HOGAN VETOES REDISTRICTING BILL: Gov. Larry Hogan on Monday vetoed a bill passed by the General Assembly that he said would block true redistricting reform in Maryland, reports Luke Broadwater for the Sun.
- That bill would have put a nonpartisan commission in charge of drawing the state’s congressional districts if five other states agreed to do the same, reports Josh Hicks in the Post. Hogan’s rejection of the measure immediately sparked criticism from Democratic leaders and potentially sets up a veto-override vote next year in the state legislature, where Democrats have strong majorities in both chambers.
- Hogan, who has repeatedly called for sweeping changes to the state’s redistricting process since 2015, called on lawmakers to pass a Maryland-only solution in the coming session during a rare veto announcement, reports Bryan Sears for the Daily Record.
- “Free and fair elections are perhaps the most basic right that those in power can offer to citizens,” Hogan said at a State House news conference, moments before signing the veto, Danielle Gaines of the Frederick News Post writes.
BAY IS HEALTHIER: Maryland environmental scientists gave the Chesapeake Bay a “C” for overall health in 2016, with improved fish populations and water conditions contributing to the second-highest grade the ecosystem has received in 30 years of scoring, Josh Hicks of the Post writes.
- Anne Arundel County waterways are still more unhealthy than the Chesapeake Bay in general, according to the environmental report card. But both the region and the bay as a whole are showing signs of improvement, Rachael Pacella reports in the Annapolis Capital.
- A measure of blue crab, rockfish and anchovy populations showed its highest score in a decade, and waters around Baltimore posted the strongest improvements of any region of the bay last year — though they still received poor grades, the Sun’s Scott Dance is reporting.
FIXING RX POT PROBLEMS: In a column for MarylandReporter, Michael Collins takes a close look at Maryland’s botched medical marijuana system that has been rife with problems from its inception. State lawmakers had a chance to repair some of those problems but failed to do so in the last session. And the latest discovery — that the overseeing commission may have violated state procurement law, is overpaying for consulting services but has not paid its bills — is just making matters worse.
TACKLING OPIOID ABUSE: A regional summit of local governments to address opioid abuse is taking place in Maryland, according to the AP. The Metropolitan Washington Council of Governments is holding its Regional Opioid and Substance Abuse Summit in Linthicum Heights today.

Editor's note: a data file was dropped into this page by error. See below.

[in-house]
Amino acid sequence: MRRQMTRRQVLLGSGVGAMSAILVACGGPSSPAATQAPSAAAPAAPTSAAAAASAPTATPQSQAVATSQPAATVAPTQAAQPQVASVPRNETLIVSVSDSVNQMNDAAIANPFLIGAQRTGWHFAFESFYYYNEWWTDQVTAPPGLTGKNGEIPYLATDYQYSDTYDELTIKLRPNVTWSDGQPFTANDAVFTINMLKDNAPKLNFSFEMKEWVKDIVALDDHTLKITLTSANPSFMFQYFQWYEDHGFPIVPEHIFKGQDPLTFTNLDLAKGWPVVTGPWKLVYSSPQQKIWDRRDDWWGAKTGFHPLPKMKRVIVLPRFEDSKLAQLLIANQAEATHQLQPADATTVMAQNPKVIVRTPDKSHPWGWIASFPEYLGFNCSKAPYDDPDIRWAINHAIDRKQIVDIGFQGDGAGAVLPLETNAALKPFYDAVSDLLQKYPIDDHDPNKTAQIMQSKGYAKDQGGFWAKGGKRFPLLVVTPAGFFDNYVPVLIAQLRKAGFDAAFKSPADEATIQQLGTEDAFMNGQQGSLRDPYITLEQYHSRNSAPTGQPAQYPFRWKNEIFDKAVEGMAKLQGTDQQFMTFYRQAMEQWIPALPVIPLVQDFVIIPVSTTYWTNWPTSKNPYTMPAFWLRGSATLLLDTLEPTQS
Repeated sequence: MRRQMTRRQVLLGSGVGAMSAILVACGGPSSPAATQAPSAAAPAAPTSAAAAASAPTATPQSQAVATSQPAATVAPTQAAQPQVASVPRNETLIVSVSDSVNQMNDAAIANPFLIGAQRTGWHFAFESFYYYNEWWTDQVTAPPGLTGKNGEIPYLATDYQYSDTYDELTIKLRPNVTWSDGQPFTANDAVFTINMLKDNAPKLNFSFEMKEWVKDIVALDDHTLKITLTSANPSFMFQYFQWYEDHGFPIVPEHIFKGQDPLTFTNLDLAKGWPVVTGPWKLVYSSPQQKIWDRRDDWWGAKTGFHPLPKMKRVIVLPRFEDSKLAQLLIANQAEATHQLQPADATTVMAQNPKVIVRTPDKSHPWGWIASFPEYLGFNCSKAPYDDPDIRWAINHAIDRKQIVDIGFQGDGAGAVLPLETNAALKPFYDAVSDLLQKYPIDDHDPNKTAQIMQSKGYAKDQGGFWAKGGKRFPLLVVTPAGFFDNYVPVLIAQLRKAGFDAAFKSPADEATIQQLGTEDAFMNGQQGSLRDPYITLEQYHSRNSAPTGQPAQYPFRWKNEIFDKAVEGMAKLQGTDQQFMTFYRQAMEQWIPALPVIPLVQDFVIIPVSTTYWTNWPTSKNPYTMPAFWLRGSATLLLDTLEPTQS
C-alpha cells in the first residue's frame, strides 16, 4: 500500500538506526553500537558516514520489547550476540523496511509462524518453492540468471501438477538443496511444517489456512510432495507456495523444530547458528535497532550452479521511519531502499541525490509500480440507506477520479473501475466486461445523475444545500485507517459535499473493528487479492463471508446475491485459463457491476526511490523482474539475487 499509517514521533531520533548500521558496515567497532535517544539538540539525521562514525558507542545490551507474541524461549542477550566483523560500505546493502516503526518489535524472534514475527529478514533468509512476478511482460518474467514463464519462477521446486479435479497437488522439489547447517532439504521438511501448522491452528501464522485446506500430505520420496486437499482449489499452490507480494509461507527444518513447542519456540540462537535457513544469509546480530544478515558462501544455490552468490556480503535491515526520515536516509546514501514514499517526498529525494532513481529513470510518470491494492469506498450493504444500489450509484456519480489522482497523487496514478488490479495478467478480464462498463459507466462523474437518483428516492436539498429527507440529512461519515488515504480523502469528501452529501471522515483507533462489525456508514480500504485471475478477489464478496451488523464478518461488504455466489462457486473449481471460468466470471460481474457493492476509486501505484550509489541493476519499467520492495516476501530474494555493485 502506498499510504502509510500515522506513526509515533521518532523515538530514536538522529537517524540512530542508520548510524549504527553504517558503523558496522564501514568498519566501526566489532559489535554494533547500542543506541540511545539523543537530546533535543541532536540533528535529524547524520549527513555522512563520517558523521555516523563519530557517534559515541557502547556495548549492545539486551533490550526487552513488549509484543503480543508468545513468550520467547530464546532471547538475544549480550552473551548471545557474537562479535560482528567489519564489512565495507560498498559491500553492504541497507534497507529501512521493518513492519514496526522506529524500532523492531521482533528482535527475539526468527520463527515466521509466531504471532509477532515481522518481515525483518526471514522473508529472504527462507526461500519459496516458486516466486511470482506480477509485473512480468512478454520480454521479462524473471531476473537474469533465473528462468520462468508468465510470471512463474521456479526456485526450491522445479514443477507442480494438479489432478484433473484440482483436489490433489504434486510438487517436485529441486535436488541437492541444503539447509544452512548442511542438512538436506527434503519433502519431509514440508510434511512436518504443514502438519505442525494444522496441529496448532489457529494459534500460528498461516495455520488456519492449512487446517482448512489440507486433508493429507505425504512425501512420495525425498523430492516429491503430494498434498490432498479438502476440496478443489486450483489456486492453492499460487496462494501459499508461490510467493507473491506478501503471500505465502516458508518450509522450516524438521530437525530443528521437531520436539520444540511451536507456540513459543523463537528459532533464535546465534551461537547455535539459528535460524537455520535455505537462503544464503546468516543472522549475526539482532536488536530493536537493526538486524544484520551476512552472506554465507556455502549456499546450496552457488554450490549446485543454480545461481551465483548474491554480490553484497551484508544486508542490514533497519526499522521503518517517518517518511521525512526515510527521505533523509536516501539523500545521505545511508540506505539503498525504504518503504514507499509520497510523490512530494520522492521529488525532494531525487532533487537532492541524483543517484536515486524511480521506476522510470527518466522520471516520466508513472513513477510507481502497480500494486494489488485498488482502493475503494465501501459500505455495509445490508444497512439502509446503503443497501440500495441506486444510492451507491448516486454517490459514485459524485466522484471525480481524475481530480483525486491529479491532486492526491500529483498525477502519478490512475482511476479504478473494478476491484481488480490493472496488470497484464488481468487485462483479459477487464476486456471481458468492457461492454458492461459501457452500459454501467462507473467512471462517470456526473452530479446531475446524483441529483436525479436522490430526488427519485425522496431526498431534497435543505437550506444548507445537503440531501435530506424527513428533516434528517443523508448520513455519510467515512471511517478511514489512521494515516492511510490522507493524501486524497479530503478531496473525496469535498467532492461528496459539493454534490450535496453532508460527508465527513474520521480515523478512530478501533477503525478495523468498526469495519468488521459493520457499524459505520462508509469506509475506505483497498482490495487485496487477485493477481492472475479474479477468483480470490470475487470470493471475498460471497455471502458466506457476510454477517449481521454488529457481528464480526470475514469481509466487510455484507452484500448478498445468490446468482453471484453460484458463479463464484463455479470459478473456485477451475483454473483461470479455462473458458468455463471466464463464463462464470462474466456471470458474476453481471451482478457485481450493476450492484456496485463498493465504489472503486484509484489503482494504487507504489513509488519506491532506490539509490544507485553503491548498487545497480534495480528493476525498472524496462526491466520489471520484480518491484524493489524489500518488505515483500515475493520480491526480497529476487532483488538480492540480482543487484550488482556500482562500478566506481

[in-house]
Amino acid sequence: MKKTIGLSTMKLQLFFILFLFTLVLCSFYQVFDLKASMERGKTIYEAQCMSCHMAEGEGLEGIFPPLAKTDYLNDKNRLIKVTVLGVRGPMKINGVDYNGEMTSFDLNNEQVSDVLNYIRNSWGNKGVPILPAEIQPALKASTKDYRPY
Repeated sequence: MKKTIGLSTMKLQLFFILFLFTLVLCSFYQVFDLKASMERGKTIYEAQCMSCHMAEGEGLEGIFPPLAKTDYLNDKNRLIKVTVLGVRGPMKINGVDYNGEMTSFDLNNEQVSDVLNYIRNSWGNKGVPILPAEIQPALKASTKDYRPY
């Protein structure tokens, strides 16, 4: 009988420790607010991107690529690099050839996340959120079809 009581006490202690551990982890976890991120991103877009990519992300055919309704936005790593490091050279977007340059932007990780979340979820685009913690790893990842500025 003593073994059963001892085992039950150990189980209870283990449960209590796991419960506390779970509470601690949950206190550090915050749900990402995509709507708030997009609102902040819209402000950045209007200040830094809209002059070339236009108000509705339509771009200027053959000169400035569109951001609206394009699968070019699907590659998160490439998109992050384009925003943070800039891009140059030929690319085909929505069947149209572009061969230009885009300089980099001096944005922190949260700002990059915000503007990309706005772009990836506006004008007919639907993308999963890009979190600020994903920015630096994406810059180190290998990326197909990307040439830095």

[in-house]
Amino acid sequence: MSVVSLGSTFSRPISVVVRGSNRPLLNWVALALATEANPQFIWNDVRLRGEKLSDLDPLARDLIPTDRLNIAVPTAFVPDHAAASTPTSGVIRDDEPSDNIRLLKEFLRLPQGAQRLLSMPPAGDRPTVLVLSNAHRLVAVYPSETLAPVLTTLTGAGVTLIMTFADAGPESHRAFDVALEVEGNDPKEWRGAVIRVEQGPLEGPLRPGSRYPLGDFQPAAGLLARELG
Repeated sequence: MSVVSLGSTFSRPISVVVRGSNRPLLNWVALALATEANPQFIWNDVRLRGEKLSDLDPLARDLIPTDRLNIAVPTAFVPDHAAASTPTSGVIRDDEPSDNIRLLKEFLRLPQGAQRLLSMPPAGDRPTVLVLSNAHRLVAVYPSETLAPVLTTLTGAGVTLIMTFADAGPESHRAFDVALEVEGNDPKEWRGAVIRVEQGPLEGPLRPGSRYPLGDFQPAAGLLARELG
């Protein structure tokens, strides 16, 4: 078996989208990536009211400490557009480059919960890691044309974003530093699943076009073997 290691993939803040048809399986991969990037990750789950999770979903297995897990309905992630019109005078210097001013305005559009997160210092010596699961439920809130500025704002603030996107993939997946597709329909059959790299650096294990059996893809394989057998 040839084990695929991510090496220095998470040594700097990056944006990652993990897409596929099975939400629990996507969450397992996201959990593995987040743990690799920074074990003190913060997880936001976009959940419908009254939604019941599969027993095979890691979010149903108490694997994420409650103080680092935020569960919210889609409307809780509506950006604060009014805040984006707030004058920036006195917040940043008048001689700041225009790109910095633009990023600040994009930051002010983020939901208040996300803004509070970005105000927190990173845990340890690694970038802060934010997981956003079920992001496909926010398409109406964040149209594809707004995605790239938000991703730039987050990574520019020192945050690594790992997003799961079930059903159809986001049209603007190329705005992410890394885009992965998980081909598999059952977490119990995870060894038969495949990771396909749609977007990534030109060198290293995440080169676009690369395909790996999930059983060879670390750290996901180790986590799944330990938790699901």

WA CO GOES TO COURT OVER HUGE SOLAR FARM: A date of June 8 has been set for oral arguments for a case in which Washington County government is appealing a court decision to allow the Maryland Public Service Commission to be the sole regulatory agency for large solar projects in the county. Julie Greene of the Hagerstown Herald-Mail reports that the case stems from a proposed solar array on about 86 acres of farmland. Nearby residents are opposed to the project, claiming that the 42,000-panel array would destroy their rural view and pose safety risks. The county wants to protect local zoning authority over such solar projects.
MADALENO’s RUN: Montgomery County State Sen. Richard Madaleno said Sunday he will run for governor, becoming the second official candidate in what’s expected to be a large field of Democrats trying to unseat popular Republican Gov. Larry Hogan, reports Andrew Metcalf for Bethesda Beat.
CAMPAIGNING ON HOME TURF: Two likely Democratic candidates for governor – Prince George’s County Executive Rushern Baker and state Sen. Rich Madaleno – have addressed friendly, home-based audiences in recent days, and what they said reveals a lot about the campaigns they plan to wage, writes Josh Kurtz for Maryland Matters.
ALSTON PLEADS FOR LAW LICENSE: Though having bar counsel’s support for her reinstatement, disbarred former Del. Tiffany T. Alston will submit additional papers to the Maryland Court of Appeals explaining why it should restore her law license despite having been found guilty of theft and misconduct in office, her attorney told the state’s top court Monday. Steve Lash of the Daily Record reports on what happened in court.
HARRIS ON HEALTH CARE ACT: Jeff Salkin of Direct Connection on MPT interviews U.S. Rep. Andy Harris on the House passage of the American Health Care Act. During this 18-minute interview, Harris tells Salkin, “It’s going to bring down premiums and that couldn’t come at a better time now that Carefirst has requested a 58.8% increase in the most popular Obamacare plan in Maryland.”
PRINCE GEORGE’s RACES: Maryland’s Democratic primary is more than a year away, but candidates are starting to emerge for two new at-large council seats and other offices in deep-blue Prince George’s County, Arelis Hernandez of the Post writes.
FREE SPEECH ON CAMPUS: The denial of a speaking engagement to conservative commentator Ann Coulter at the University of California at Berkeley is getting a lot of coverage right now, but it’s nothing new, writes Towson University Professor Richard Vatz in a Sun op-ed. For many decades, there has been a stunning — and manifestly appalling — general prejudice against conservatives in higher education, evidenced by curtailments on their academic freedom and freedom of speech.
***MarylandReporter.com editor Len Lazarick will be discussing redistricting reform at 9:30 a.m. Tuesday with Sheilah Kast on WYPR-FM 88.1***